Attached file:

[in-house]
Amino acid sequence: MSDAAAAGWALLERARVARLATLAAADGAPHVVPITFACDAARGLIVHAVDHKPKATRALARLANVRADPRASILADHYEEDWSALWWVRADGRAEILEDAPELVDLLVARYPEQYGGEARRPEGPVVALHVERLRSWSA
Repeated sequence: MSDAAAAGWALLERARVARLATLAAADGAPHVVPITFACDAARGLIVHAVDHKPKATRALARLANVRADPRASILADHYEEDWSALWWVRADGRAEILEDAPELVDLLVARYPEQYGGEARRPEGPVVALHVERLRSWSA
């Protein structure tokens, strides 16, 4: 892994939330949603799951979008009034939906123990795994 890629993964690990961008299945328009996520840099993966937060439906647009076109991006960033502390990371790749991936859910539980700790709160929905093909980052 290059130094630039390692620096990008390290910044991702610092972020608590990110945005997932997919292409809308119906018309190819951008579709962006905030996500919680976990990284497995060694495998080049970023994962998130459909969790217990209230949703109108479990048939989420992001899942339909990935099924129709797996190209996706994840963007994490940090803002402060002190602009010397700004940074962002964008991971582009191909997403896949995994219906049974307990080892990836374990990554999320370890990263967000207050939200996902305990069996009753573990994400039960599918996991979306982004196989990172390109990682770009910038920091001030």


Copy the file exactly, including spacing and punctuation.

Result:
[in-house]
Amino acid sequence: MSDAAAAGWALLERARVARLATLAAADGAPHVVPITFACDAARGLIVHAVDHKPKATRALARLANVRADPRASILADHYEEDWSALWWVRADGRAEILEDAPELVDLLVARYPEQYGGEARRPEGPVVALHVERLRSWSA
Repeated sequence: MSDAAAAGWALLERARVARLATLAAADGAPHVVPITFACDAARGLIVHAVDHKPKATRALARLANVRADPRASILADHYEEDWSALWWVRADGRAEILEDAPELVDLLVARYPEQYGGEARRPEGPVVALHVERLRSWSA
């Protein structure tokens, strides 16, 4: 892994939330949603799951979008009034939906123990795994 890629993964690990961008299945328009996520840099993966937060439906647009076109991006960033502390990371790749991936859910539980700790709160929905093909980052 290059130094630039390692620096990008390290910044991702610092972020608590990110945005997932997919292409809308119906018309190819951008579709962006905030996500919680976990990284497995060694495998080049970023994962998130459909969790217990209230949703109108479990048939989420992001899942339909990935099924129709797996190209996706994840963007994490940090803002402060002190602009010397700004940074962002964008991971582009191909997403896949995994219906049974307990080892990836374990990554999320370890990263967000207050939200996902305990069996009753573990994400039960599918996991979306982004196989990172390109990682770009910038920091001030």